The Electrolysis of Molten Compounds
This page introduces the basic terms and ideas in electrolysis by looking at the electrolysis of molten compounds. Most people will have met all this in chemistry courses for 14 – 16 year olds.
Conduction of Electricity Through Metals and Carbon
The flow of electricity through a metal or carbon is due to the movement of electrons. The metal or carbon isn't chemically changed in the process.
Electrolysis is when electricity is passed through a substance which is either molten or in solution causing chemical decomposition.
An electrolyte is a compound which undergoes electrolysis.
The reason that an electrolyte has to be molten or in solution is that the current is carried through the electrolyte by the movement of ions – not electrons. In a solid, those ions can't move.
It also follows, of course, that an electrolyte must contain ions.
Electrodes, Cations and Anions
The electrodes are the pieces of carbon or metal which are placed in the electrolyte and connected to a dc power source.
The positive electrode is called the anode; the negative one the cathode. Remember PANC: "positive anode, negative cathode".
Because positive ions are attracted to the negative cathode, they are known as cations. Negative ions, attracted to the positive anode, are known as anions.
Discharge of Ions at the Electrodes
What gets discharged at the electrodes during electrolysis depends on whether the electrolyte is molten or in solution. It has to be one or the other because otherwise the ions can't move. Electrolysis can't happen unless the ions can move to the electrodes.
We are starting with the simpler case – where the electrolyte is molten.
The Electrolysis of Molten Electrolytes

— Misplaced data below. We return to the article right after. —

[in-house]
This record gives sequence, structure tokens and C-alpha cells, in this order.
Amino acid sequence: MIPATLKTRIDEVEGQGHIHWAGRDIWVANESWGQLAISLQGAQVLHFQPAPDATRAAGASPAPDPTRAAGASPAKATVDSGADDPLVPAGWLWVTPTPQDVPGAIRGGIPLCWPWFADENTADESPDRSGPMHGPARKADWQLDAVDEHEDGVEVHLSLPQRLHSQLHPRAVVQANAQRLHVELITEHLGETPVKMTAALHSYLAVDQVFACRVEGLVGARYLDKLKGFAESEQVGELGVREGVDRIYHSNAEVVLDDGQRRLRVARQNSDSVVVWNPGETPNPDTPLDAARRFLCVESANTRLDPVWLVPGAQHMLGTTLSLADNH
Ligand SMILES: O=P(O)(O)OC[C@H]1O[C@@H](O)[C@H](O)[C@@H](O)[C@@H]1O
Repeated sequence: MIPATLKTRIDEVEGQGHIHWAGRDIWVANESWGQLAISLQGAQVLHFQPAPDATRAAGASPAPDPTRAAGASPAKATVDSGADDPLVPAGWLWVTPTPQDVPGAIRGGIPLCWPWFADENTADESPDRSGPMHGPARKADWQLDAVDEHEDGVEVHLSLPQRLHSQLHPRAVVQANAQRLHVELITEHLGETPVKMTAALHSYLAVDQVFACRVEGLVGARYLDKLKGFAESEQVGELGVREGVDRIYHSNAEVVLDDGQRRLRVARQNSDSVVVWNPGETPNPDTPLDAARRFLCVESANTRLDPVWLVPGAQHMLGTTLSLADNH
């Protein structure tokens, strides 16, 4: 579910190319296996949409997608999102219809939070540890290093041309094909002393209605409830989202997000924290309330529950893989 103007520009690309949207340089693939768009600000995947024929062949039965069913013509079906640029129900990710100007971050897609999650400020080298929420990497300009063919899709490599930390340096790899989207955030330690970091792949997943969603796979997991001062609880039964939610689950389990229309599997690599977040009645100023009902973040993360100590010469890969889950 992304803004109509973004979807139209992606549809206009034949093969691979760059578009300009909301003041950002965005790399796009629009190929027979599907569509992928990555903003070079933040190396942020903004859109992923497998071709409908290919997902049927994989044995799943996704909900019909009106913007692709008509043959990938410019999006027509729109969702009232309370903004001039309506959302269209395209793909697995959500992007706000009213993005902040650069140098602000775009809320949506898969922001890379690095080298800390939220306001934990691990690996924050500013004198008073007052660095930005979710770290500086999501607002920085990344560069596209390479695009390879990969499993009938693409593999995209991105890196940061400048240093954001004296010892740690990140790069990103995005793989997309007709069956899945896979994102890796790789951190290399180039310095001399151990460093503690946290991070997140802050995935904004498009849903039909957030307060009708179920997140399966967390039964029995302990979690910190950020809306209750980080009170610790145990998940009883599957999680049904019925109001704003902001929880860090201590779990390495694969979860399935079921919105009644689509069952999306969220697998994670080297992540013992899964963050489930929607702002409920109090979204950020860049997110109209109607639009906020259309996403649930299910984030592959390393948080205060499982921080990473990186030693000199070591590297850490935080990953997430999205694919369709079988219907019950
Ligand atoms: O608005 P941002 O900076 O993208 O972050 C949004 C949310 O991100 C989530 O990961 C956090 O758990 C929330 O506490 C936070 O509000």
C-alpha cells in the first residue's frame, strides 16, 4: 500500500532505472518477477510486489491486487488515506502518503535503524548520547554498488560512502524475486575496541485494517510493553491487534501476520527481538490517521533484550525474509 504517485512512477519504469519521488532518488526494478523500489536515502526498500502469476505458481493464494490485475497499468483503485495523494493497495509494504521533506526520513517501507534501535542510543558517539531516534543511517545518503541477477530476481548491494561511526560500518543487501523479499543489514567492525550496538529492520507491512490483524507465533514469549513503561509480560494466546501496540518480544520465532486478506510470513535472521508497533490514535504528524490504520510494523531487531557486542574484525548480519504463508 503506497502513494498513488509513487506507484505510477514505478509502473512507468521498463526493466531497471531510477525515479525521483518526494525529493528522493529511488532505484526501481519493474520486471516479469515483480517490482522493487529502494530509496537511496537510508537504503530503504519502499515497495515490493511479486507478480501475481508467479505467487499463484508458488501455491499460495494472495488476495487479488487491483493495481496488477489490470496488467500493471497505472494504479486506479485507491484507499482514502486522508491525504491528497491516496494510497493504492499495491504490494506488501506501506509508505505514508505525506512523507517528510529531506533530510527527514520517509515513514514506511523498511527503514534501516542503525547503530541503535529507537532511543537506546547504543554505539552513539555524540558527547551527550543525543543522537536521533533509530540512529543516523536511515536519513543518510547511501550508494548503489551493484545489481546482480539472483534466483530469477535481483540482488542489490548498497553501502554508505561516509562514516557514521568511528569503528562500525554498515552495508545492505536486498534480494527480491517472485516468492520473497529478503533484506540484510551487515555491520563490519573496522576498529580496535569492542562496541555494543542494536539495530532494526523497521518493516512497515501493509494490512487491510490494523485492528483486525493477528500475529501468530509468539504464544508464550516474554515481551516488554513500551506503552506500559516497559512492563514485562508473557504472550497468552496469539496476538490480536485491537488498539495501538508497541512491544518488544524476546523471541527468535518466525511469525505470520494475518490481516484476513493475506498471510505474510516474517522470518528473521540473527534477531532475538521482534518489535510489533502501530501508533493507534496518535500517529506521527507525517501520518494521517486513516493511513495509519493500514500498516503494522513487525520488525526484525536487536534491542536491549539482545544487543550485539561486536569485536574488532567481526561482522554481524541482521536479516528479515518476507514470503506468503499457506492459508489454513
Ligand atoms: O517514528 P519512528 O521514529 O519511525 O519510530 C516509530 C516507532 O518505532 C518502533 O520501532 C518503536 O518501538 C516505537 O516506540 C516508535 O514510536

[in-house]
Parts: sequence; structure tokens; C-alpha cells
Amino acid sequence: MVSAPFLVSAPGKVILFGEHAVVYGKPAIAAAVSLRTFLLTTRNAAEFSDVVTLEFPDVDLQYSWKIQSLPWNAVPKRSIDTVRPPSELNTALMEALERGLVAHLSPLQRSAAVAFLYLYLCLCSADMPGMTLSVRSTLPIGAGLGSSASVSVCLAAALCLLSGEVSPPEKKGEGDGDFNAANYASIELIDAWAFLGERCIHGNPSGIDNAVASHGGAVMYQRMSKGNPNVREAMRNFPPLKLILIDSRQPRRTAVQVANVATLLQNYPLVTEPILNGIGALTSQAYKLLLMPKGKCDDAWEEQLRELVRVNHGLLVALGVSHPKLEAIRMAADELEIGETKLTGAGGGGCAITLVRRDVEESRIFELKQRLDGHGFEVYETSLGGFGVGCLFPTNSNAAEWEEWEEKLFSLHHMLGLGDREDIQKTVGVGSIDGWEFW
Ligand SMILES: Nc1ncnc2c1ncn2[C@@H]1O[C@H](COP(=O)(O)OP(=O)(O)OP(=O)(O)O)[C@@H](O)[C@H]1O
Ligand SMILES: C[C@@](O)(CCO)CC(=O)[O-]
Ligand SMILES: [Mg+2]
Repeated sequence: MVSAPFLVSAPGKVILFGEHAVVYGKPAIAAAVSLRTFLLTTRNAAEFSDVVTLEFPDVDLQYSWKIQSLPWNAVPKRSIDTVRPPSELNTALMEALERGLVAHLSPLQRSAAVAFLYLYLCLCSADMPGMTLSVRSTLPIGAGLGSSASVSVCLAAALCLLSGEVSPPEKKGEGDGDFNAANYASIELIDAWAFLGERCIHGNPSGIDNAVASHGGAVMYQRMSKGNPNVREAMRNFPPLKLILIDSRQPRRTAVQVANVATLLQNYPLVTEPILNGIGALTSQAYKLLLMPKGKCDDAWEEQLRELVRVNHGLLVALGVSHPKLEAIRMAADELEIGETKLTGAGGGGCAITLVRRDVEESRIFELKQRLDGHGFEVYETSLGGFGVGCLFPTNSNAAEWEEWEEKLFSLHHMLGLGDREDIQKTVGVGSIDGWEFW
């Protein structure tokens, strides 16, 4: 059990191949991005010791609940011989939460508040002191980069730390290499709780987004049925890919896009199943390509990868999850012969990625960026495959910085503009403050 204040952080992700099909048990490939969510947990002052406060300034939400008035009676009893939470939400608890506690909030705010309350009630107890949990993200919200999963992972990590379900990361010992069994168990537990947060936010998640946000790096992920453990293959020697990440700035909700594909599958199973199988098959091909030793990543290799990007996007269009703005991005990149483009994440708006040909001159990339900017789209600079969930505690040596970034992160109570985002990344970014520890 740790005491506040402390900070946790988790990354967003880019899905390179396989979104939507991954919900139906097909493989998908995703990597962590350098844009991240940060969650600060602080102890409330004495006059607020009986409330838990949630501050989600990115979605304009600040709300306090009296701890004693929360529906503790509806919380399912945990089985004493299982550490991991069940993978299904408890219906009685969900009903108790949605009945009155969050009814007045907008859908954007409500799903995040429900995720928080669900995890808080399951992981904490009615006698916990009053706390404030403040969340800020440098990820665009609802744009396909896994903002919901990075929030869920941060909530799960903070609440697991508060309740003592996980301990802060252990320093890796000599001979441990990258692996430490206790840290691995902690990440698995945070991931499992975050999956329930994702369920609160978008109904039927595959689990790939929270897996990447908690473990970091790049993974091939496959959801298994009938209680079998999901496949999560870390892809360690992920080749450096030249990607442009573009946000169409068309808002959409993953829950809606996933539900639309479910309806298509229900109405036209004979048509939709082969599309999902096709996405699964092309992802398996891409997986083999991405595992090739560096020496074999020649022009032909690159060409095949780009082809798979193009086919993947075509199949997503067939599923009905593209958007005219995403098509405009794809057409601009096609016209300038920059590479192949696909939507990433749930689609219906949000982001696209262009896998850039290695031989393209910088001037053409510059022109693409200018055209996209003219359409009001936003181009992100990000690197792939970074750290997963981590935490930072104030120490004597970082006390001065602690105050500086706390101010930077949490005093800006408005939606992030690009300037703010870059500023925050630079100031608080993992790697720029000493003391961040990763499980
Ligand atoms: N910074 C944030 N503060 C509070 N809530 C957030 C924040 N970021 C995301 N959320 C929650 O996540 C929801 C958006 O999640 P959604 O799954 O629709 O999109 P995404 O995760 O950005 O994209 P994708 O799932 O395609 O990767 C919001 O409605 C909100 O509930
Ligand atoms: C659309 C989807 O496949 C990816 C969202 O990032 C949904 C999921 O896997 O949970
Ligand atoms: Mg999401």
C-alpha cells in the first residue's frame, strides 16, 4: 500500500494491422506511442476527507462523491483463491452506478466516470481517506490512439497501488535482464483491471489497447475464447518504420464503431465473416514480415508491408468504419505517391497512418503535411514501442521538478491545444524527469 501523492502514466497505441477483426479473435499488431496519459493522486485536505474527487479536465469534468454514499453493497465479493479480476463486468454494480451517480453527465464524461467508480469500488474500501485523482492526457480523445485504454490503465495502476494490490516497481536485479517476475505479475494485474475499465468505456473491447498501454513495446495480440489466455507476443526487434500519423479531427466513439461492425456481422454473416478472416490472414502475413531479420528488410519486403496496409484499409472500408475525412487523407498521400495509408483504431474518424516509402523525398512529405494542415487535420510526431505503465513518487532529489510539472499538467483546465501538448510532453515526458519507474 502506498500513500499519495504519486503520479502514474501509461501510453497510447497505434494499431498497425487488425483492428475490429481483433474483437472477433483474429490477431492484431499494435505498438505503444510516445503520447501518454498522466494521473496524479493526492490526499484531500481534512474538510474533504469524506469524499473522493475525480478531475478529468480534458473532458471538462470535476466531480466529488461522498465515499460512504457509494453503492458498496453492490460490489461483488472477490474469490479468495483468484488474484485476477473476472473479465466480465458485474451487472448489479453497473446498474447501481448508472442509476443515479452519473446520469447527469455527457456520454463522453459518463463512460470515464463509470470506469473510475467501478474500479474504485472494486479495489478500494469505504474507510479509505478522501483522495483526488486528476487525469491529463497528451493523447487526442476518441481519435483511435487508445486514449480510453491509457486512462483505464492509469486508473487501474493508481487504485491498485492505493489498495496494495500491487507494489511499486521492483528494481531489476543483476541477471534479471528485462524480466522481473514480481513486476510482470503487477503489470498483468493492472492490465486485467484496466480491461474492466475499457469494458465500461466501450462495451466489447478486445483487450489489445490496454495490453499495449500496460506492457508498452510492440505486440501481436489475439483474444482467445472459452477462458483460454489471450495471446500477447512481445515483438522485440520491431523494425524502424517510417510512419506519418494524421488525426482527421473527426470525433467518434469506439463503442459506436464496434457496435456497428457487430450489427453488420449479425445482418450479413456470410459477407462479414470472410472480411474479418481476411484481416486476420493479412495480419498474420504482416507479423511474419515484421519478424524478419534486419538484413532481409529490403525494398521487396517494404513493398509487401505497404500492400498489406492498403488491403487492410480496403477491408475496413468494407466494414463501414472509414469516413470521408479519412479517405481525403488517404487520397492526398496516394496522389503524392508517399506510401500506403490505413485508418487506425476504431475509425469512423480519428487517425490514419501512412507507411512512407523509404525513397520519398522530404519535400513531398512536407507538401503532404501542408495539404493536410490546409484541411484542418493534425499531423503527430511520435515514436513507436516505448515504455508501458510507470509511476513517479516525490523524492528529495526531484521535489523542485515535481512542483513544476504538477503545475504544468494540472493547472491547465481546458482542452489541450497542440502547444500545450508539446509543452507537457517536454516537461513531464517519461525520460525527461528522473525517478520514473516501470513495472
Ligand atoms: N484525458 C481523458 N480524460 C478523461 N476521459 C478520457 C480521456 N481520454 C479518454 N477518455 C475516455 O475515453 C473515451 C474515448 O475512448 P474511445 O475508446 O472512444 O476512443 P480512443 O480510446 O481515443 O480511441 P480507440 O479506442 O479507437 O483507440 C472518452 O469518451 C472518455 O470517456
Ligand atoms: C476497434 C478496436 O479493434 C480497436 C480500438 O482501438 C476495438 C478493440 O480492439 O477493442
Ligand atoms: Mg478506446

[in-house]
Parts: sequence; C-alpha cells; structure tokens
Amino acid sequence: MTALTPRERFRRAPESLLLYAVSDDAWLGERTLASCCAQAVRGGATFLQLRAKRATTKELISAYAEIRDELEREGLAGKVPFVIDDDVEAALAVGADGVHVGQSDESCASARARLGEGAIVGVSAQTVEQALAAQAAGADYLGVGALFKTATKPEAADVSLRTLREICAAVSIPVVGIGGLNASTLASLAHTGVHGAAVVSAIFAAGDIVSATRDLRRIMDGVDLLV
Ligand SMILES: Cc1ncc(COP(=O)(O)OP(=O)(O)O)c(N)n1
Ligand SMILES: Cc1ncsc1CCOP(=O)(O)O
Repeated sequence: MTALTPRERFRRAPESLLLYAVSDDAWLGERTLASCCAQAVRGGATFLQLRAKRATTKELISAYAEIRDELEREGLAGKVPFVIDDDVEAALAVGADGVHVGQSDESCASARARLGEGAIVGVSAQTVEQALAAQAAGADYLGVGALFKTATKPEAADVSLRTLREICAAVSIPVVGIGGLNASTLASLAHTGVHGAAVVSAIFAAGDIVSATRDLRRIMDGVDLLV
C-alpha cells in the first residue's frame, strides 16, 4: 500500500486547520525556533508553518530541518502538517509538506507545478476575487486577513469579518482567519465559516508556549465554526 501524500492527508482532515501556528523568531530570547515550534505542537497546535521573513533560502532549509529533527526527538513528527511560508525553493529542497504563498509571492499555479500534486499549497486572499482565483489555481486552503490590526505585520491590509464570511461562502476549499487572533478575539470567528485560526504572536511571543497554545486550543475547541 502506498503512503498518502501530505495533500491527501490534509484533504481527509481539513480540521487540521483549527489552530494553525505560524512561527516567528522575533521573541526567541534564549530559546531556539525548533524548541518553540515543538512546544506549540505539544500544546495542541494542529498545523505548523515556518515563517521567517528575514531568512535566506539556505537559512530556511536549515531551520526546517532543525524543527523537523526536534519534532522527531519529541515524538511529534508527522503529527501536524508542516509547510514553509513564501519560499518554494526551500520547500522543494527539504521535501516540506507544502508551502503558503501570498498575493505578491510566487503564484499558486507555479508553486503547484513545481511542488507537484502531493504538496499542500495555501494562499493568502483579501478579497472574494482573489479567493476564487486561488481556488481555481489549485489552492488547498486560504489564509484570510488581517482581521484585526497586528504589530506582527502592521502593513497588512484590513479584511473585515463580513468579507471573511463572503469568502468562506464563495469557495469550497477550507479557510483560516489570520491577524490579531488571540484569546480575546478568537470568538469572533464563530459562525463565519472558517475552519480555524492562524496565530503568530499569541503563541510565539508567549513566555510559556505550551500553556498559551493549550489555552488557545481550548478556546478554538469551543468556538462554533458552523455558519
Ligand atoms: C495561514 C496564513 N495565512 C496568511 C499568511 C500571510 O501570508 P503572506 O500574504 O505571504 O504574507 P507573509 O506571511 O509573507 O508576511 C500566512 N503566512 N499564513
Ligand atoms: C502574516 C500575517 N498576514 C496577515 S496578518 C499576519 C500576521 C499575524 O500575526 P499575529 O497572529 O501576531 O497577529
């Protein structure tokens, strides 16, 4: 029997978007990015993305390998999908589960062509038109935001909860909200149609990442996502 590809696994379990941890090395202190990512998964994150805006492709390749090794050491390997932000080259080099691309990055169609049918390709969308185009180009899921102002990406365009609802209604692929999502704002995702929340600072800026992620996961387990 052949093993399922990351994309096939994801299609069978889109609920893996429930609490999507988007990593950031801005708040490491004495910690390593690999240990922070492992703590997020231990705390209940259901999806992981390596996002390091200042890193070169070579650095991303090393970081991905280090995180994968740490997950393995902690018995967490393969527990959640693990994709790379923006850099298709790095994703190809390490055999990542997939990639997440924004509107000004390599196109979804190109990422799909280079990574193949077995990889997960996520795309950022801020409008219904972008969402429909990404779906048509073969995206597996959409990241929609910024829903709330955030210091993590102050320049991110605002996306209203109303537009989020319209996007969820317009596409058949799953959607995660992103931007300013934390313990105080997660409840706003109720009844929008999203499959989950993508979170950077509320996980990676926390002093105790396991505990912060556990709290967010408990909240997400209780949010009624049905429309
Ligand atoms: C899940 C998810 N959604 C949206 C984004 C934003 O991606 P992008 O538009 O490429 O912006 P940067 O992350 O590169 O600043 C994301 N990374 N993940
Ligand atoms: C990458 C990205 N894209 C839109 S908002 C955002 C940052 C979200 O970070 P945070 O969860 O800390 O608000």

One of the common compounds to electrolyse molten is lead(II) bromide – partly because the products are easily visible, and partly because its melting point isn't too high. An experimental set-up would look something like this:
Nothing happens at all until the lead(II) bromide is molten.
When it melts, the bulb lights up showing a current flow, and bubbles of brown gas are seen at the positive electrode (the anode).
Nothing seems to happen at the cathode, but afterwards, when the apparatus is taken to pieces, a bead of silvery metal is found underneath the cathode.
What is Happening?
Nothing happens until the compound is molten because the ions aren't free to move.
At the cathode
Positive ions move to the cathode (the negative electrode). When they get there, they pick up electrons from the electrode to form neutral atoms.
For example, electrolysing molten lead(II) bromide gives lead at the cathode:
Or if you electrolysed molten sodium chloride:
Notice that the gain of electrons at the cathode means that reduction is taking place here.
Remember: OIL RIG
Oxidation is Loss of electrons; Reduction is Gaining of electrons
At the anode
Negative ions are attracted to the positive anode, and are discharged by losing electrons. For example, in the two cases above, you would get chlorine or bromine formed.
You could also show these equations as:
The loss of electrons means that oxidation is taking place at the anode.
Why Does a Current Flow in the External Circuit?
It is essential to realise that in the melt, ions are moving, whereas in the circuit electrons are moving.
The simplest way of thinking of the power source is as an electron pump. For every Pb2+ ion discharged, two electrons are removed from the cathode. For every two Br- ions discharged, two electrons are deposited on the anode.
You can think of the power source as pumping the electrons along the wires to fill up the gaps appearing in the cathode, and at the same time pumping away the new electrons being released at the anode.